It was strange not having any other cyclists about at this stage of the race. In my two previous Enduro races, I would now have been joining the thousands who were doing the 1-lap and have received great encouragement. I wasn’t sure whether it was a good thing or not – the support would have been nice but I felt I had barely enough strength to focus on keeping forward momentum, let alone interacting with people. Then a nagging thought slowly began to develop in my head. No other riders? That meant no drink stations! I would be doing this with only one bottle of water plus a bottle of concentrated Perpeteum! What is more, it was hot and had become very windy. I would definitely need water! What to do? After pedalling for some time mulling this around, I realized there was no choice. Helen was going home to sleep and would come and cheer me later on, but I needed support sooner than that. I rang her. With the wind whistling past the phone, we could hardly hear each other. I explained my dilemma, but she argued back. She disagreed. “There will be water!” I didn’t want to argue and she had already done so much supporting me. I said goodbye, trusting that the logic of my argument would eventually sink in. I continued on. Now I had an additional problem!
As I rode up that long first hill, I really felt on my own. It wasn't just having no support crew. That was not really an issue, as in my heart I knew I would see Helen before things got too tough. Partly, it was that this was a very private battle I had to fight by myself. But it was also because I did not think that any of the riders behind me would continue on to the fourth lap. The wind was terrible and, in my exhausted state, I couldn't imagine anyone else being mad enough to follow me.
(Postscript: Now, after the race, I’m very happy to inform you that I was wrong. The results show that five riders were behind me when I left Caltex. You may remember me mentioning passing Di Chesmar at the very start of the race. What I did not say was what my split-second glance showed me, which in my mind was a tiny frail old lady massively daunted by the huge task in front of her. I was impressed but at the same time sorry for her, as I just could not imagine her getting anywhere near finishing such a race. Well, of those five people still behind me, only one made it, and that was none other than Di Chesmar, who ended up third out of the four women who started the race. Di the Lion Heart!)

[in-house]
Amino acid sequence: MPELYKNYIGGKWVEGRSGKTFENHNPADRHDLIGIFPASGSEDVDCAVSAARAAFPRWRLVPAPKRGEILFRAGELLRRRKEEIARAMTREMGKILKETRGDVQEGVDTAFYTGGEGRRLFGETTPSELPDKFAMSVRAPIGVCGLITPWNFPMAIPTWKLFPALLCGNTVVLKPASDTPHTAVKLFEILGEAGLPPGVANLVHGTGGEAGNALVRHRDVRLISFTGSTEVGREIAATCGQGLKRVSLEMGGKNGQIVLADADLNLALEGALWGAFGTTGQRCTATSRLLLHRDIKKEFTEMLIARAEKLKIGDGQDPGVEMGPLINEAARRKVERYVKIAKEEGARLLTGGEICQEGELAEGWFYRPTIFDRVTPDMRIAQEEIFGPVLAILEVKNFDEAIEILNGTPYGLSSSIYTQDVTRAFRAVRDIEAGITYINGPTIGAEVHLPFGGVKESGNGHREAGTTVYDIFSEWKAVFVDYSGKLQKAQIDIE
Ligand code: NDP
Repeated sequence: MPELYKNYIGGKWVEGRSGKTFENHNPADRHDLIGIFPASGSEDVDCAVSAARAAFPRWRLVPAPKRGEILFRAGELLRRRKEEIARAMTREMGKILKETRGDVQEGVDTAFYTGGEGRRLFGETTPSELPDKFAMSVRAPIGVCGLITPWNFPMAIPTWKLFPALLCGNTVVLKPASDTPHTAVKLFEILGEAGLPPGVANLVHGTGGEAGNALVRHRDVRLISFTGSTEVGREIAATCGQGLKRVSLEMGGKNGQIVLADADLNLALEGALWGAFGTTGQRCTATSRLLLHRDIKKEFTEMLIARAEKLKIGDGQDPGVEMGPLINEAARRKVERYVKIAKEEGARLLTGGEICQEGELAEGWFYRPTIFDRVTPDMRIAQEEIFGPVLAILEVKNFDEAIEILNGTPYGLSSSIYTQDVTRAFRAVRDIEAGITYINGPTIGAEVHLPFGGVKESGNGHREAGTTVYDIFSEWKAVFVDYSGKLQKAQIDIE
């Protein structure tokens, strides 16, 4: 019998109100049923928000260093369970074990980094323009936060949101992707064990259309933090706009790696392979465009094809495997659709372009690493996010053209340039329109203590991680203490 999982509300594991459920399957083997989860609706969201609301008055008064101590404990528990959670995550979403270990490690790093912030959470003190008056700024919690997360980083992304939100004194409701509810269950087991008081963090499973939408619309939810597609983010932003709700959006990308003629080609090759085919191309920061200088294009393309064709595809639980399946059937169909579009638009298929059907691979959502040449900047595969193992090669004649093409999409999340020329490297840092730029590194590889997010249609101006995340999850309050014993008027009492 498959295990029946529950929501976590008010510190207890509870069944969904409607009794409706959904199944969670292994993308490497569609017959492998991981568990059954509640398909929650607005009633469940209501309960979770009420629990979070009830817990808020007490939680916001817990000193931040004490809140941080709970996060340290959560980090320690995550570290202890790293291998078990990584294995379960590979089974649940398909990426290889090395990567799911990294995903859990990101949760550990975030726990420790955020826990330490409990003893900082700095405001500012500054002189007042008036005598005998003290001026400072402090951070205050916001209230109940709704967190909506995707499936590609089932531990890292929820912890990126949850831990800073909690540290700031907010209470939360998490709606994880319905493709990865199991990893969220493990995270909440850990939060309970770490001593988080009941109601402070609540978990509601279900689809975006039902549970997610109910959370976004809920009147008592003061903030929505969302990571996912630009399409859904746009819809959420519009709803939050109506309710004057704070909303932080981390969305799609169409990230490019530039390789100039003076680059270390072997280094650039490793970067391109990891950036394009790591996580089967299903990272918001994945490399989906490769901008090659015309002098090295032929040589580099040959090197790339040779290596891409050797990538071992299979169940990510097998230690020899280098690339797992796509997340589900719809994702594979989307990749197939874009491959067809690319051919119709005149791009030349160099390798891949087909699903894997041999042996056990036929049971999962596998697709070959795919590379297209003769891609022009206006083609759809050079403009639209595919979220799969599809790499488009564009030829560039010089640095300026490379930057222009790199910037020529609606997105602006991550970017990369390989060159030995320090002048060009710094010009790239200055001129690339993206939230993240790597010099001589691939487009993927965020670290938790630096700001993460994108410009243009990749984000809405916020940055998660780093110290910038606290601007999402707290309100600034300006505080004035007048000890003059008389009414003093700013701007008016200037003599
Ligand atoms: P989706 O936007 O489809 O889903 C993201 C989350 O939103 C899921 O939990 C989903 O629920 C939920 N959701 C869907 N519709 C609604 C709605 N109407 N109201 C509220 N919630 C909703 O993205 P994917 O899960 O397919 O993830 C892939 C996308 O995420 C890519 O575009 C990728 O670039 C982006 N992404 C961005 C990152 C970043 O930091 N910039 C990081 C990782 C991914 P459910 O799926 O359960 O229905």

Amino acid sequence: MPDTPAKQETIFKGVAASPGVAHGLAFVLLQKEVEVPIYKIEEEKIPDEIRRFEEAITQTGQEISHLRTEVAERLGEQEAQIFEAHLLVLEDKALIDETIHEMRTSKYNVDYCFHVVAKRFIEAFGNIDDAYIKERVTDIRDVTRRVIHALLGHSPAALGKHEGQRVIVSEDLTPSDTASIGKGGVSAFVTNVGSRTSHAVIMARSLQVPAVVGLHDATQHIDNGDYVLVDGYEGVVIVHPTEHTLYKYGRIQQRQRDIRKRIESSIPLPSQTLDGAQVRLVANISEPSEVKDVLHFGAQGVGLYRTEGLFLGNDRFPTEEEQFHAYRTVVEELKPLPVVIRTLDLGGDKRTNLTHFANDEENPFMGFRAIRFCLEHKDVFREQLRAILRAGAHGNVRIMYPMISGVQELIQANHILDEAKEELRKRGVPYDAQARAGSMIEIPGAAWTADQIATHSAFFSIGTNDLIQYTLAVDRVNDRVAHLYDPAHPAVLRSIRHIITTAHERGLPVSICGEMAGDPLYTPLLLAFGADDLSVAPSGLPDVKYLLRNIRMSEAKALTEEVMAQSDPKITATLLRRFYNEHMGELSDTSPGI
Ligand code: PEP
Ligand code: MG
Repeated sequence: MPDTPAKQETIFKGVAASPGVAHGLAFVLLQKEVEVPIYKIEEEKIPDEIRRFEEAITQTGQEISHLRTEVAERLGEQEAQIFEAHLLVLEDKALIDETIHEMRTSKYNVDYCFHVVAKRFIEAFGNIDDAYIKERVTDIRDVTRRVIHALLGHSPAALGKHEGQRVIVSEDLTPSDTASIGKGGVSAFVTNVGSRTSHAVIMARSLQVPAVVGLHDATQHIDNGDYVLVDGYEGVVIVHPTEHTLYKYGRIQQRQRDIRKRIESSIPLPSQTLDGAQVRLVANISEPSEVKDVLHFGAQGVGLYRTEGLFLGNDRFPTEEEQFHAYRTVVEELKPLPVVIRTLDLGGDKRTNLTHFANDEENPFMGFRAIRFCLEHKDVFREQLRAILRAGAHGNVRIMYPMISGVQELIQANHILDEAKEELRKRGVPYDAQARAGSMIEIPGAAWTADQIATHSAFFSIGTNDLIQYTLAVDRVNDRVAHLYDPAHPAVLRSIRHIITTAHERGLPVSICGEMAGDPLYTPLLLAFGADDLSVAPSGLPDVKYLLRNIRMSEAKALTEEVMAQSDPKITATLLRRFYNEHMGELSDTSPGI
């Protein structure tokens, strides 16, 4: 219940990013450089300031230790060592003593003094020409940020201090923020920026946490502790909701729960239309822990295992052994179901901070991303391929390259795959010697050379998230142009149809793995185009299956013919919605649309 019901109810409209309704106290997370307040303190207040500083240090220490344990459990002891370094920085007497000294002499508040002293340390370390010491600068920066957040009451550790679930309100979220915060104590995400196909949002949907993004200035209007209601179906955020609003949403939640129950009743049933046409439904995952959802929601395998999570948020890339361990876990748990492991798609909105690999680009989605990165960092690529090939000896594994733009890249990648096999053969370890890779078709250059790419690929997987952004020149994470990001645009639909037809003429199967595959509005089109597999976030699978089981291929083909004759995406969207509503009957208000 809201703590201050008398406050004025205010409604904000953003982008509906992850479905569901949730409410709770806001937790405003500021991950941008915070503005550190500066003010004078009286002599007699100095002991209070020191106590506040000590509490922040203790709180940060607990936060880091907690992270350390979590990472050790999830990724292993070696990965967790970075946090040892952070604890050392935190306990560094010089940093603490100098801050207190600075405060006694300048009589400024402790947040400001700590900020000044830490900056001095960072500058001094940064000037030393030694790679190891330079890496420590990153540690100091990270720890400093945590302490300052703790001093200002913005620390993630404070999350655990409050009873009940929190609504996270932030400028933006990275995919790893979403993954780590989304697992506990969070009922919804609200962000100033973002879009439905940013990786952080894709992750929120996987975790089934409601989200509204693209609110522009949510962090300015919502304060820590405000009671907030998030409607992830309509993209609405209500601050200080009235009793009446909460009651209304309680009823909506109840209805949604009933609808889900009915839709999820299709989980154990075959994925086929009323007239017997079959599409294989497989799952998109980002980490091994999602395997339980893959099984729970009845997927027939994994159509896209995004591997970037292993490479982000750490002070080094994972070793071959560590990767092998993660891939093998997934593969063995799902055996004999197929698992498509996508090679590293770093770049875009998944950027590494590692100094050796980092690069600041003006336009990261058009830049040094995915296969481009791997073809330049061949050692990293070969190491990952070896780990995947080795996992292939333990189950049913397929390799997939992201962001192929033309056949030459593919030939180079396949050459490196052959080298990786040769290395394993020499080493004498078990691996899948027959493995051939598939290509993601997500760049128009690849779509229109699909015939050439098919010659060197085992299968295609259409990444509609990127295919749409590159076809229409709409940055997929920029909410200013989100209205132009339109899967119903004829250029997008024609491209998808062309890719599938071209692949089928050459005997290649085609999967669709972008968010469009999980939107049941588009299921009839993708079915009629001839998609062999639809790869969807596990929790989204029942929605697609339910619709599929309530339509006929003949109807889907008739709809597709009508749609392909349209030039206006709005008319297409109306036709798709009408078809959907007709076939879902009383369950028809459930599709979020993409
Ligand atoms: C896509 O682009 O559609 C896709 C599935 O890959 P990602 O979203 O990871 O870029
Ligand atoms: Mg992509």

It was a very slow ride up that 20 km. I was focussing on keeping my mind steady and still concentrating on eating up those kilometres. I made a decision to ration the water, only using it to wet my mouth at the 20 minute beep. After ages, I was surprised to pass the 10 km mark. I had actually made 10 km! What is more, these were 10 km that I would never do or see again in this race. Then it was the highest point reached, then the 20 km mark. My pace was as slow as anything and I hardly pedalled when going down-hill, but I was still going forward!